The ethics of the elected
A Christian Science perspective on daily life.
In the United States, many state governments are finding it important to pass ethics reform legislation that will clarify the relationship between state businesses and the money used to fund political campaigns. In Illinois, the Ethics Reform Act went into effect Jan. 1, promising a new standard for contractors and government officials. Nonetheless, a record number of federal corruption charges are being prosecuted against those who have built their careers on influence peddling.
A spiritual perspective can help keep us active in prayer as the reform measures take effect. The New Testament urges prayer for people in authority (see I Tim. 2:1, 2). But how do we pray to uphold our elected officials when they are under criminal investigation?
The psalms of King David in the Bible are full of prayers for righteousness. As king, David must have known his own need to defend his character and uphold justice in his kingdom. The benefits of obeying wise counsel were clear: "Commit thy way unto the Lord; trust also in him; and he shall bring it to pass. And he shall bring forth thy righteousness as the light, and thy judgment as the noonday" (Ps. 37:5, 6).
That word righteousness is intriguing. The Amplified Bible translates it as "uprightness and right standing with God." It's a test of one's own righteousness to be able to defend the right standing with God that belongs to others, even when they've broken the law. To think of virtue and wisdom as something one makes for oneself, in contrast to those who are less virtuous and unwise, mistakenly identifies the source of righteousness as human instead of divine. It is because the God of truth is the Creator of all that we have the hope of a more broadly expressed integrity.
What is so malicious about self-righteousness is that it refuses to honor the relationship between God and others. Many elected officials unselfishly and willingly work extraordinary hours with little recognition. And while this doesn't excuse lapses in judgment or lawbreaking, the weaknesses are not the whole story.
When a public official's moral laxity comes to the surface, and especially when it involves a misuse of power, it's a time to vigorously uphold the power of the God of truth to clarify and correct. Praying for humanity's awakening advances the hope of supporting individual redemption, of someone recommitting to his or her talents, and of the individual being a blessing instead of a bane to society.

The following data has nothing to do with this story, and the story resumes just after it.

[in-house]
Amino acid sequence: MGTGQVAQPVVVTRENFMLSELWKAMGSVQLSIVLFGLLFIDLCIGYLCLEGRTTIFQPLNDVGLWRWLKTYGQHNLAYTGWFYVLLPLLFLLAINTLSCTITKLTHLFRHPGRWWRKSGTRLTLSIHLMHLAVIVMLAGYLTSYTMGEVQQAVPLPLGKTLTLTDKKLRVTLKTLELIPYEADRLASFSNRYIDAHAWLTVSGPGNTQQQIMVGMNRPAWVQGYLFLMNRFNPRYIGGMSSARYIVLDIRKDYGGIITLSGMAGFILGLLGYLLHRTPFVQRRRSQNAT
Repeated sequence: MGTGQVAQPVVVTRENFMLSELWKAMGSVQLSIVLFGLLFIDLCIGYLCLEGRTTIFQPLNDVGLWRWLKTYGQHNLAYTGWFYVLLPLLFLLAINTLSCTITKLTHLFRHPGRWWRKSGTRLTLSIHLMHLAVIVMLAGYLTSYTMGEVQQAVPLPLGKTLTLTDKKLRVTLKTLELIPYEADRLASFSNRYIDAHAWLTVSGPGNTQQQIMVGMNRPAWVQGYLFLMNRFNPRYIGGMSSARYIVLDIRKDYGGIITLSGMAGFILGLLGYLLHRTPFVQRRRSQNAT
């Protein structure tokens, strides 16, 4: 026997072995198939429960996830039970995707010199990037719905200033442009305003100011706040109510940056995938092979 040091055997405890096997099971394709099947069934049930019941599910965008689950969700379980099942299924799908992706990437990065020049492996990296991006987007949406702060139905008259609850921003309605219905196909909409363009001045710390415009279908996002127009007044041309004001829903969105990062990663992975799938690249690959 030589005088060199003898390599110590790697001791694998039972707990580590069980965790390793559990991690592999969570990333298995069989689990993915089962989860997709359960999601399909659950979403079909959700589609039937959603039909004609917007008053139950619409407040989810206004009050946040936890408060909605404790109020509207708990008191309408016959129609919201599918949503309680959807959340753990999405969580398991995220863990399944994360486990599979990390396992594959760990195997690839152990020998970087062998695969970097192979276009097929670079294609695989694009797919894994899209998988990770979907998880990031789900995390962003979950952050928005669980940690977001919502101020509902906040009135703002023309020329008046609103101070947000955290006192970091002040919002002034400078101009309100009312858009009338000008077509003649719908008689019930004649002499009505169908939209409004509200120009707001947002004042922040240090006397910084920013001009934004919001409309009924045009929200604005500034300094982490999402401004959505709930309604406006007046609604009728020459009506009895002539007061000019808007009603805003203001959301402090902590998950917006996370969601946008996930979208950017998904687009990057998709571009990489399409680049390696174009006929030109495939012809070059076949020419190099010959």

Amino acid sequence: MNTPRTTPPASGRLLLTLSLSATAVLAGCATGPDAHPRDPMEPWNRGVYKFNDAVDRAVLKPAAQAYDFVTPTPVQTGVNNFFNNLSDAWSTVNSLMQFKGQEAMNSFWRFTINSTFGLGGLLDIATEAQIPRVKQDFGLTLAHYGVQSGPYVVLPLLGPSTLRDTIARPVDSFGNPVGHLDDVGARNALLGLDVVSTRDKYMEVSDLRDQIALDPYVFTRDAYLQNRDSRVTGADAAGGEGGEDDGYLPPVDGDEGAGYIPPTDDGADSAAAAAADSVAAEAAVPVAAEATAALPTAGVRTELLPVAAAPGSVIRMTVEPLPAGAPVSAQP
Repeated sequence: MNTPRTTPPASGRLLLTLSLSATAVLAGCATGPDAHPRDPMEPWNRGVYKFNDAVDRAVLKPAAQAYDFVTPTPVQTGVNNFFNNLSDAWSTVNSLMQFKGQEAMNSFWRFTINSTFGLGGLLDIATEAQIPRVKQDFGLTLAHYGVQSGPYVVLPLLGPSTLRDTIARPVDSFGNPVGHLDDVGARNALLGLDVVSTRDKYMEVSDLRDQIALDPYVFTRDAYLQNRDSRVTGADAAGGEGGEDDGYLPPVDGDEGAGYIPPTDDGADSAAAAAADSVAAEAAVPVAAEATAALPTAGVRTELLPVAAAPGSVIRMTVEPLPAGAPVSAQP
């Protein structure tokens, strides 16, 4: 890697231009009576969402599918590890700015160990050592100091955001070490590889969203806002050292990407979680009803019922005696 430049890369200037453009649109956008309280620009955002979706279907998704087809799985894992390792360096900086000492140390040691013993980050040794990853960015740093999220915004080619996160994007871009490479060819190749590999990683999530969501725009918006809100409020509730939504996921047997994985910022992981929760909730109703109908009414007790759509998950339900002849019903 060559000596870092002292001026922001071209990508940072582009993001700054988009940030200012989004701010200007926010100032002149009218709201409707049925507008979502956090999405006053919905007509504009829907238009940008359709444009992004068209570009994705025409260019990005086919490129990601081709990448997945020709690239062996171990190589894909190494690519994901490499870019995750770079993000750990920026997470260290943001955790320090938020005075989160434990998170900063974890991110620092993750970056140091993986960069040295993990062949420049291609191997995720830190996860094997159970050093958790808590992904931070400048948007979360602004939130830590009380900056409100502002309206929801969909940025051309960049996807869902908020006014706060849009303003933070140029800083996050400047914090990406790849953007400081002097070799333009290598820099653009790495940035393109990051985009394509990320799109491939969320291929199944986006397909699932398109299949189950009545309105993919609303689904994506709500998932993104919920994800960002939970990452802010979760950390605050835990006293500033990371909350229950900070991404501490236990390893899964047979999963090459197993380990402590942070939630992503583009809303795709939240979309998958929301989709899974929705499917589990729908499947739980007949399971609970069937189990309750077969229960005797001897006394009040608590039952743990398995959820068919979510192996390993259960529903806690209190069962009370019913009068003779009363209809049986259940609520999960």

The Bible offers confidence in matters of public corruption. Instead of indulging the cynicism that agrees to the inevitability of self-interest, the book of Psalms asserts that evildoing will be cut off (see 37:1, 2, 9). Whatever fails to have foundation in truth has no strength to continue. In fact, God, Truth itself, does not tolerate the errors of deceit, greed, and selfishness. Truth actively destroys whatever is unlike good.
When the aberrant behavior has such broad public implications, it's important to consider the relationship of forgiveness and the healing of sin. The conventional view of forgiveness is that it accommodates wrongdoing. But there's nothing in the theology of Christian Science to support that view. Rather, there's this basic tenet: "We acknowledge God's forgiveness of sin in the destruction of sin and the spiritual understanding that casts out evil as unreal. But the belief in sin is punished so long as the belief lasts" ("Science and Health with Key to the Scriptures," p. 497). The same power that enables us to respond in prayer to the sins of others is the power of God, transforming and redeeming – the power that sets the new course for the transgressor and repairs the damage his or her sins may have caused others.
Compassion is warranted in considering the anguish of the official's family dealing with public disgrace.
Prayer to bless public officials includes supporting them as they move through and past their weaknesses, and on to showing forth their God-given goodness. It's what we would want if we were in their shoes.
Adapted from the Christian Science Sentinel.